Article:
Steve, this is a lovely poem. Ordinarily I skip poems, I am much too sensate for most symbolism, but this one strikes a cord with me.
Maybe the Prof is just resting up from the trip? It was probably hard on him. Remember that dogs and cats are conservative by nature and it takes them a while to adjust to new surroundings.
I hope that the vet gets off his tail and takes good care of Jiggs.

glorv1 said...

That's because he loves the sound of your voice and at that time your full attention was on him, so he knew it was important to be a good boy (of course he always is a good boy) and listen intently. I bet he slept good. Take care.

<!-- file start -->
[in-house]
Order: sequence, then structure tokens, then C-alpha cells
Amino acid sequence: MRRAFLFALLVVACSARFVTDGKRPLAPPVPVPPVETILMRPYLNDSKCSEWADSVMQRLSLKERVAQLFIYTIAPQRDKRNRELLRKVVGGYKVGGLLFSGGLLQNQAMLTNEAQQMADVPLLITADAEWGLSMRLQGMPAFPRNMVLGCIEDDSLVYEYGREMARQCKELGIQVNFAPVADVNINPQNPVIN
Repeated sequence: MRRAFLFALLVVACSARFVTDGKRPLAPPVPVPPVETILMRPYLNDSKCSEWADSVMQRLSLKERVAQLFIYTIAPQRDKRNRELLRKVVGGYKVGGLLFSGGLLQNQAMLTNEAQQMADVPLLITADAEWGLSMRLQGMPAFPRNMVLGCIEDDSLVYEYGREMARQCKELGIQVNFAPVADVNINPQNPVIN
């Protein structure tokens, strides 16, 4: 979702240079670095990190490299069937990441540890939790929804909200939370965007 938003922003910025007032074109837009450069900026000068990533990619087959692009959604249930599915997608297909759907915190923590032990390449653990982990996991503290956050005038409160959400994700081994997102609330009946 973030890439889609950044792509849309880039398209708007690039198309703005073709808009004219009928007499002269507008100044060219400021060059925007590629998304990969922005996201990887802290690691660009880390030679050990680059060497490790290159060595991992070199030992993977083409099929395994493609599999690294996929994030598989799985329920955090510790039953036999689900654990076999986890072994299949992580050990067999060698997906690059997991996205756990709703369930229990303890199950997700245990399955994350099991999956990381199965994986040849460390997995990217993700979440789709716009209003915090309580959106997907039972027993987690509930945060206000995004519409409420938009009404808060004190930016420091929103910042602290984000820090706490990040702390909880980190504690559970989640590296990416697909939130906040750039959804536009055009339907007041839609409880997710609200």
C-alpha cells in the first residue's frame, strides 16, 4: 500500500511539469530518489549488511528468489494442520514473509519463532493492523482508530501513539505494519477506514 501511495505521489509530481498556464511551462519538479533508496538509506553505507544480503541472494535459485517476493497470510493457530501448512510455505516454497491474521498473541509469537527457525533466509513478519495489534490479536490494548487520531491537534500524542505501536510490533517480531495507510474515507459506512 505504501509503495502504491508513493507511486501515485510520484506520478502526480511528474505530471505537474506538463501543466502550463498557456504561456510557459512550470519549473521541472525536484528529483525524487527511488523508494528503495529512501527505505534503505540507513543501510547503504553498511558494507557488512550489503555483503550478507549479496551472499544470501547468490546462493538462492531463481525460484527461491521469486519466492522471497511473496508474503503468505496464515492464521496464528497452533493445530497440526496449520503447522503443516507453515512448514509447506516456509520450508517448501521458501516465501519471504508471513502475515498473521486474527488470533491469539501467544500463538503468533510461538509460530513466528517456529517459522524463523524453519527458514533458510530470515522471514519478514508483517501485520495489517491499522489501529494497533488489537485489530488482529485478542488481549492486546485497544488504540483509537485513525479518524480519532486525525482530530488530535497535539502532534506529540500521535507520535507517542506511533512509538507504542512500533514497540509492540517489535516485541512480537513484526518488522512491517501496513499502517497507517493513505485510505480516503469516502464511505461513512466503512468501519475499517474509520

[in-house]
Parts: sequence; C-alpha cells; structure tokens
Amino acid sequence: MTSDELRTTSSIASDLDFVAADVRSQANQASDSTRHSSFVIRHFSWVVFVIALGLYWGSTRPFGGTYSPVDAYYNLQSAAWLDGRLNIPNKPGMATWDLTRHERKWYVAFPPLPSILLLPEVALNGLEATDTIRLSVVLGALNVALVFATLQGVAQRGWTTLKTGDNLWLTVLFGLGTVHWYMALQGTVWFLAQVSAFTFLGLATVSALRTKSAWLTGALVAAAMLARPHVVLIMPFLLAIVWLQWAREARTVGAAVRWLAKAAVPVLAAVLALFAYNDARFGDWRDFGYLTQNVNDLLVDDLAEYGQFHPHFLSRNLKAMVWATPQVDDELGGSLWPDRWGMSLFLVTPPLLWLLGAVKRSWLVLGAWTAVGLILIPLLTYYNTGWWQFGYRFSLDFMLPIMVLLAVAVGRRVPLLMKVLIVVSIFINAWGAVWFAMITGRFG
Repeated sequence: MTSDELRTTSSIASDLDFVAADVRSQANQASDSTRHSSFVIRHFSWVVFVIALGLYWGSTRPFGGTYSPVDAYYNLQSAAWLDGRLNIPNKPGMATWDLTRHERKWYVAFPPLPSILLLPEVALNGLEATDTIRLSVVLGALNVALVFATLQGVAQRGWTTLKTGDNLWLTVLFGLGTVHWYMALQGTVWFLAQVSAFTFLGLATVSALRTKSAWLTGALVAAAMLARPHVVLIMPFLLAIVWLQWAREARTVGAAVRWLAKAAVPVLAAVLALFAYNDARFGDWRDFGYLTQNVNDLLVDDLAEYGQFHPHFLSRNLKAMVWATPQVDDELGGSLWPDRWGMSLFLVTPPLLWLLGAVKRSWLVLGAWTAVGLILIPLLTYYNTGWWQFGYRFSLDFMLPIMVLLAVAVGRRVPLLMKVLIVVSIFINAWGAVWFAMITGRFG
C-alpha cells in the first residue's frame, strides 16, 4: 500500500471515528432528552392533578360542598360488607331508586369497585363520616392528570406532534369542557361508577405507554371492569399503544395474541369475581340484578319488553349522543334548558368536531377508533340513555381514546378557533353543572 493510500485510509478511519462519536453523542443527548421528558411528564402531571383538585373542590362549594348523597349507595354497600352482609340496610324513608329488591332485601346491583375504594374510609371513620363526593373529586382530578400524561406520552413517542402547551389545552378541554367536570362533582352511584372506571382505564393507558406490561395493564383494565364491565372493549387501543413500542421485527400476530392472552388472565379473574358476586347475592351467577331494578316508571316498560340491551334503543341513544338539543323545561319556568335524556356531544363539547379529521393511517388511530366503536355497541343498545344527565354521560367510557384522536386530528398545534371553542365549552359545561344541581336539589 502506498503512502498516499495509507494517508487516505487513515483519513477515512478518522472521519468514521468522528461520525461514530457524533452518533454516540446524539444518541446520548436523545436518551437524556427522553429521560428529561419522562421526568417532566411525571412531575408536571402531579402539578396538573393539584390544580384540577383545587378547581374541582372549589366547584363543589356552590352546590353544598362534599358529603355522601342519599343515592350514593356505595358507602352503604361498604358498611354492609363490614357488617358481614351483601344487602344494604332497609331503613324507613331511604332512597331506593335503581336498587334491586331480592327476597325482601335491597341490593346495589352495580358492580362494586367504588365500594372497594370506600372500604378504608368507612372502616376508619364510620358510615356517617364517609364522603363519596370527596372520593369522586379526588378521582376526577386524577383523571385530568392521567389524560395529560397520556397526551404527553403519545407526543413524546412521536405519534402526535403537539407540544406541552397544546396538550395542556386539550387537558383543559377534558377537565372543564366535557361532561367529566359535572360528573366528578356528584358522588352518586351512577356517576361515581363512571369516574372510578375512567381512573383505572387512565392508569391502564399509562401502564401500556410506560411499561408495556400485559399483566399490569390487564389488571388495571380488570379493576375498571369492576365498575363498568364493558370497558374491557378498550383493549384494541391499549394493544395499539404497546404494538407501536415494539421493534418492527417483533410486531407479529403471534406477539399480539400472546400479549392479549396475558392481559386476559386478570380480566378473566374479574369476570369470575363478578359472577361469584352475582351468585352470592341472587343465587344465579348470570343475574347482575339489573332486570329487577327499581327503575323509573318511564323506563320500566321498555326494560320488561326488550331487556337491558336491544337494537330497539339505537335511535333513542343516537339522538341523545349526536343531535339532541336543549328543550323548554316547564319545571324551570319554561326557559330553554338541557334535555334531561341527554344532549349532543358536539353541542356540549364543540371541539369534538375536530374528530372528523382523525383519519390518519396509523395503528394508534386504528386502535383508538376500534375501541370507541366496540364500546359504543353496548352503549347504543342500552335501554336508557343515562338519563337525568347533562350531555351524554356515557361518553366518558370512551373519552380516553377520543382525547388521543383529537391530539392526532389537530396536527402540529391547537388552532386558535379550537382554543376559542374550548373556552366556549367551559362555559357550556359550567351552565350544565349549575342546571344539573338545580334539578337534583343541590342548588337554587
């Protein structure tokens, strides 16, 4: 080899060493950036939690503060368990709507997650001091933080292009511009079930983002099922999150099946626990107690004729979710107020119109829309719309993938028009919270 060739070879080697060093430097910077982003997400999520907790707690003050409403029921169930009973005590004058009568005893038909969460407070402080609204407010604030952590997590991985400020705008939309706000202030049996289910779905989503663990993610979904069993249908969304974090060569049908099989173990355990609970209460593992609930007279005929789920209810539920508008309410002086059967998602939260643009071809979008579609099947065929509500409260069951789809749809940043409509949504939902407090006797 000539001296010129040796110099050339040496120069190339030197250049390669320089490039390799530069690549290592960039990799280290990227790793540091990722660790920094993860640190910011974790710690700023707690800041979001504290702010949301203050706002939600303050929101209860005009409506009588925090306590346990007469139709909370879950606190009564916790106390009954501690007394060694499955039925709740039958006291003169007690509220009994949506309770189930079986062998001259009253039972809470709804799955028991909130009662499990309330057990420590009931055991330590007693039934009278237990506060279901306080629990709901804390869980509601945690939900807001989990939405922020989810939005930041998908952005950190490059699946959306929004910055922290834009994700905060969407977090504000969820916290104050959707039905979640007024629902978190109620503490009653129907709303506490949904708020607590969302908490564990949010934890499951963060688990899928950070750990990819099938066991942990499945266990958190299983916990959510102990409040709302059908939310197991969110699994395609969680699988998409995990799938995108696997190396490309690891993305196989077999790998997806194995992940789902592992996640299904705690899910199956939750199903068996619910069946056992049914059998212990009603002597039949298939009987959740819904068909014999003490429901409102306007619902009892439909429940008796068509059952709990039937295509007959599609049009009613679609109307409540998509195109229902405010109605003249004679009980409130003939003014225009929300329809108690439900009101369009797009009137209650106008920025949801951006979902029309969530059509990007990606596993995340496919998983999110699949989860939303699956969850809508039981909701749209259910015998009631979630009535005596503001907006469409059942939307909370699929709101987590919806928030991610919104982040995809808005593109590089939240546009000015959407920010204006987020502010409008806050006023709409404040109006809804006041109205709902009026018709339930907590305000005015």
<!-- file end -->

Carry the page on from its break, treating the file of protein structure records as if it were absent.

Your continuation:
Anonymous said...

Thanks, Steve.

Did you know that before De became ill we spent our winters in San Miguel de Allende? He wrote several poems about life there, including a satiric one called "Grindolandia."

Anonymous said...

Sorry--make that "Gringolandia"!

Steve Cotton said...

Theresa -- I agree with you. This poem is not only good poetry, it is a reflection of what I am feeling these days.

Gloria -- The one thing that Jiggs does well these days is sleep. But he deserves every moment of it.

Kathy -- I was not aware that De lived in San Miguel de Allende. I will search out "Gringolandia."

The friend who passed on "The Road" to me just sent me a note that I would like to share with you.